In the first chapter of the book, I argue that in order to do this we need to re-imagine the idea of value and pay attention to the way capitalism isn’t just a system for stealing economic value from workers, from the environment and from communities. It is also a system that drives and depends on the transformation of how we imagine social, cultural and moral values (as individuals and as communities). The system’s reproduction, in turn, corrupts and undermines the reproduction of our own lives as we become increasingly overworked, privatized, alienated and enclosed in debt. In this way, capitalism’s inherent and recurrent crises are externalized onto individuals and communities.

In order to overcome this vicious cycle, we need to reclaim value. This doesn’t just mean redistributing social wealth in its already materialized form. It also means taking back our collective creative cooperative capacity, no longer lending it to the reproduction of capitalism but instead directing it towards the constant rebuilding of a society based on the values of solidarity, equality, individuality, empowerment and peace. In the second chapter, ‘Publics, Commons, Occupations’, I suggest that to do so we blend a concept of the commons with a concept of the public. In addition to more socialist strategies, which promise a public system based on state-managed social reproduction, and anarchistic strategies, which advocate a radical horizontalism where social reproduction is held in common, I suggest that we need to imagine ways to make the commons public and the public common.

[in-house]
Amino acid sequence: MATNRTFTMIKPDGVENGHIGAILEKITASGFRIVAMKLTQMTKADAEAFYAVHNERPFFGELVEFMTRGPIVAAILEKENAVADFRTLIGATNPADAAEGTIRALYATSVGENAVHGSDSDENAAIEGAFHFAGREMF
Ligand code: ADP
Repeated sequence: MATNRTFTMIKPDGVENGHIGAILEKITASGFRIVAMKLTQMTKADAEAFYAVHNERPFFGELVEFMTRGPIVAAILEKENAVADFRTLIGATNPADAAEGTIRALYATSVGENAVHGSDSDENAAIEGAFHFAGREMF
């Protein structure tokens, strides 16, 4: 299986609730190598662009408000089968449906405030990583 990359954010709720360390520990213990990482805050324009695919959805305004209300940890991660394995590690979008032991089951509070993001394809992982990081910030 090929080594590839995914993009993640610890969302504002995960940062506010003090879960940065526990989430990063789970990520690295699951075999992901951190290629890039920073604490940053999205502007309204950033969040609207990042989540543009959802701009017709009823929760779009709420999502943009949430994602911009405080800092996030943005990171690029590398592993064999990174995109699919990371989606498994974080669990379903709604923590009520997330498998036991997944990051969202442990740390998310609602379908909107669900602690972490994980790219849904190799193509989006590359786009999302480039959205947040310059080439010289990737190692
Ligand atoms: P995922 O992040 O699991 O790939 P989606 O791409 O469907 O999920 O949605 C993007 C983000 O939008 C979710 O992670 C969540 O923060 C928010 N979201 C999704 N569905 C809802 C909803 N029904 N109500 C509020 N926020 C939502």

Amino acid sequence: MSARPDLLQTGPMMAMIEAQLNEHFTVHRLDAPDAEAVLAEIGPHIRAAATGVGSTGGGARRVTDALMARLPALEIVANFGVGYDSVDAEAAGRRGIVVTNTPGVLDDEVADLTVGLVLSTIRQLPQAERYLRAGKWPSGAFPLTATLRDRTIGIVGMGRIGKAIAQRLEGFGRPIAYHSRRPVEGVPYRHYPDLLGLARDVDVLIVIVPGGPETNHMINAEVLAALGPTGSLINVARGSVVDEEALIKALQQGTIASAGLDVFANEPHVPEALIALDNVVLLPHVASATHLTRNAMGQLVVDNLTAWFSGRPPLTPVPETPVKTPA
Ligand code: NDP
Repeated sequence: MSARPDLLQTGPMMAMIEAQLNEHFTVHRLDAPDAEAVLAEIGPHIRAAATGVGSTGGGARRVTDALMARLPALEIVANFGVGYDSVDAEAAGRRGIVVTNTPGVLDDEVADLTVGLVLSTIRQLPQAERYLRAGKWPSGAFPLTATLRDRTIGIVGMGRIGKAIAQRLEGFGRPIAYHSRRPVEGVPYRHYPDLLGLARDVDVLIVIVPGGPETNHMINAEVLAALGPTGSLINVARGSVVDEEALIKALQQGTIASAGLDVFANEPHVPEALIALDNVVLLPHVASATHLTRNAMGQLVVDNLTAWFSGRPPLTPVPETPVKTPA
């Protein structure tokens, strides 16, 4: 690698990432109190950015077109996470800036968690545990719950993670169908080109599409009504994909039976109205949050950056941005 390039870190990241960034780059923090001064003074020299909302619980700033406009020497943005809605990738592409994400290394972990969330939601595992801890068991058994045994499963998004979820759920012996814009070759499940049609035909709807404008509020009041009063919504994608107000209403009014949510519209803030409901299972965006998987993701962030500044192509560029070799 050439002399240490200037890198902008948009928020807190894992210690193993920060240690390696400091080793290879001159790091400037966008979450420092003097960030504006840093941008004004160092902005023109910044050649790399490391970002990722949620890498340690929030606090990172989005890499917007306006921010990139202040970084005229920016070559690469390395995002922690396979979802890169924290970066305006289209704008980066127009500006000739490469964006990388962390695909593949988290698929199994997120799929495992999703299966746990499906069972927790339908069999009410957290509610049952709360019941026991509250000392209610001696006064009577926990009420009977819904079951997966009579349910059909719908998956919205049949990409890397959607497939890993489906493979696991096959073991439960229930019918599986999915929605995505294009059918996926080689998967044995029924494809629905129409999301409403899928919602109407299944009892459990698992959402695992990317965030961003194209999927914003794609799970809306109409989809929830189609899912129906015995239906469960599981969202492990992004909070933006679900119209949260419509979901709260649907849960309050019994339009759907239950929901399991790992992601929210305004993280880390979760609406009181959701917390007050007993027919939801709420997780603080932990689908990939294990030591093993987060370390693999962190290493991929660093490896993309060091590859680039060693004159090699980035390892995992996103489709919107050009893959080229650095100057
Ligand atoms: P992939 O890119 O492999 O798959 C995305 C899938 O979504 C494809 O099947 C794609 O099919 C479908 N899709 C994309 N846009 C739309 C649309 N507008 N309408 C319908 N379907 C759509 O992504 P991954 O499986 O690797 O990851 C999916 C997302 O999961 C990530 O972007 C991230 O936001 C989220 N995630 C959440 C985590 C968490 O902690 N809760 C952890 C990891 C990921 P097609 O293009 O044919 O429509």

We can imagine the struggles against austerity today, characterized by the strategy of occupations, as having two simultaneous dimensions. The first is an attempt to create new commons of social reproduction outside the command and control of capital, including new and rekindled forms of community care, horizontal and grassroots democratic decision-making and local production. The second is a double attempt to (a) defend and reclaim public institutions (schools, hospitals, public works) from the market by reclaiming them in the name of the public; and (b) increasingly democratize and render these institutions common, so as to avoid the enclosure of ostensibly public bodies by bureaucracy and crypto-capitalist models of ‘efficiency.’

* The Enclosure of the Imagination